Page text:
About 21,000 Iowa kids — 2.7 percent of the child population — were uninsured in 2018, according to a new report from the Georgetown University Center for Children and Families. This reflects a 5 percent increase since 2016. Although the increase is not statistically significant, it halts years of progress and took place during a period of economic growth when we would expect children to be gaining health coverage.
This is a red flag we should not ignore. We know uninsured children are more likely to have unmet health needs. When kids get the health care they need, they are more likely to succeed in school, graduate from high school, earn higher wages and grow up into healthy adults.
Nationally, the number of children without health insurance increased by more than 400,000 since 2016 — reversing a long-standing trend. Over 4 million kids are now uninsured in the United States. The majority of uninsured children are eligible for Medicaid or the Children’s Health Insurance Program (CHIP) but not currently enrolled.
The report identifies several factors contributing to the erosion in children’s health coverage: efforts to repeal the Affordable Care Act, CHIP funding delays, and policy changes to state Medicaid programs that have created red tape barriers to enrollment.
Learn more. Check out interactive, state-specific data here or read the full report here.
New estimates double the number of children who would lose free lunches under proposed SNAP rules
By changing categorical eligibility requirements for food assistance, a proposed Trump Administration rule change to the Supplemental Nutrition Assistance Program (SNAP) would cut almost 1 million children nationwide from school meal assistance. That number is almost twice as high as original USDA estimates.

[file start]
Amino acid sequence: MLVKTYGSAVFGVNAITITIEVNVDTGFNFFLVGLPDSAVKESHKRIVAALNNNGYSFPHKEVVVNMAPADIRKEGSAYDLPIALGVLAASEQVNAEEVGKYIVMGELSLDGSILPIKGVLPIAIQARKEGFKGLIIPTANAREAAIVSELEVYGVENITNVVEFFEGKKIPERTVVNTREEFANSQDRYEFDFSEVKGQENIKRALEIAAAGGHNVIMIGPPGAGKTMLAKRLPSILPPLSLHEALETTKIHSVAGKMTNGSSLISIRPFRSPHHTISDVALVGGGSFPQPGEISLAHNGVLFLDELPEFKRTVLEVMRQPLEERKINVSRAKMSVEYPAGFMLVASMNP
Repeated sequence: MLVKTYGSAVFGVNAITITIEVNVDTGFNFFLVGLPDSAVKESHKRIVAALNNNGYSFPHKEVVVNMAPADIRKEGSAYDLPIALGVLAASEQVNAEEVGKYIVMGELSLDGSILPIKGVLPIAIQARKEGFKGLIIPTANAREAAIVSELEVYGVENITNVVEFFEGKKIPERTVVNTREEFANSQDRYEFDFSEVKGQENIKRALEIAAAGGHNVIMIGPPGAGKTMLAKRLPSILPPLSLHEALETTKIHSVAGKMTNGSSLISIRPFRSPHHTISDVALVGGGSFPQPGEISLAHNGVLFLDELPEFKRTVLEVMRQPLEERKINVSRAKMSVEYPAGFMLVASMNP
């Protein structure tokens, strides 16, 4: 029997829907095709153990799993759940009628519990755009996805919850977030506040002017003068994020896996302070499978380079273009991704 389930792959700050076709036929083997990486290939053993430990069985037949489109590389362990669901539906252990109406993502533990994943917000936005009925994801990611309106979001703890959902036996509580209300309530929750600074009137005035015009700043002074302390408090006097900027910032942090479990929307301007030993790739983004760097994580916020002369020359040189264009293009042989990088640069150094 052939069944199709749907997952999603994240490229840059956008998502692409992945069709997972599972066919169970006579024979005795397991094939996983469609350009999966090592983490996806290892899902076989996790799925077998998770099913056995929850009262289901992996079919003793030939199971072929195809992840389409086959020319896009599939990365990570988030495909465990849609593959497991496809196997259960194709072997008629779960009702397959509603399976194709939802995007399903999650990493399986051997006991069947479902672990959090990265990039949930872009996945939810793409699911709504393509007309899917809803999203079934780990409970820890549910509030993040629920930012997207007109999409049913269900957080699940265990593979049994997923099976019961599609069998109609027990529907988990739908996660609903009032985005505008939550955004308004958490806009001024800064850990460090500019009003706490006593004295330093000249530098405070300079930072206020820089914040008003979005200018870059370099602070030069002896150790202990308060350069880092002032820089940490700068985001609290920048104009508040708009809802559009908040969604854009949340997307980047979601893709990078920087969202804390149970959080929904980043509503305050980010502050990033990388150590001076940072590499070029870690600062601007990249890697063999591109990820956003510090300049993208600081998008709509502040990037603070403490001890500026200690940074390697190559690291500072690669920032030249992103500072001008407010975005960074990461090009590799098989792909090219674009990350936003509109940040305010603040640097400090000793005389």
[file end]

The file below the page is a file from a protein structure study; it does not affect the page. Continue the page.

This will hurt kids in our communities. In Iowa, 161,000 students qualified for free lunches in 2018, with another 34,000 eligible for reduced-price lunches — 40 percent of the state's K-12 student population.
Kids need quality nutrition to learn. For some students, school lunches are their most reliable access to healthy food throughout the day. SNAP policies should support — not undercut — these efforts.
Learn more. Executive director Anne Discher spoke with KCCI in Des Moines about the harm these changes to SNAP would have on Iowa students. "It is hard to imagine how a kid is going to have a quality learning experience if they're sitting in a classroom hungry," Discher said. Check out the full story here.
Around 24,000 Iowa kids live in areas of concentrated poverty
Around 24,000 Iowa kids live in concentrated poverty — high-poverty, low-opportunity areas — according to a new KIDS COUNT Data Snapshot from the Annie E. Casey Foundation. That's more children than the entire population of Fort Dodge.
Families living in these places have sparse access to community resources that help them thrive: high-quality schools, job opportunities, reliable transportation and safe places for recreation.
Federal, state and local governments must act to revitalize impoverished communities by transforming them into areas of opportunity. Let's work together to ensure all children live in communities where they can learn, play and grow.
Learn more. Read the full KIDS COUNT Data Snapshot here.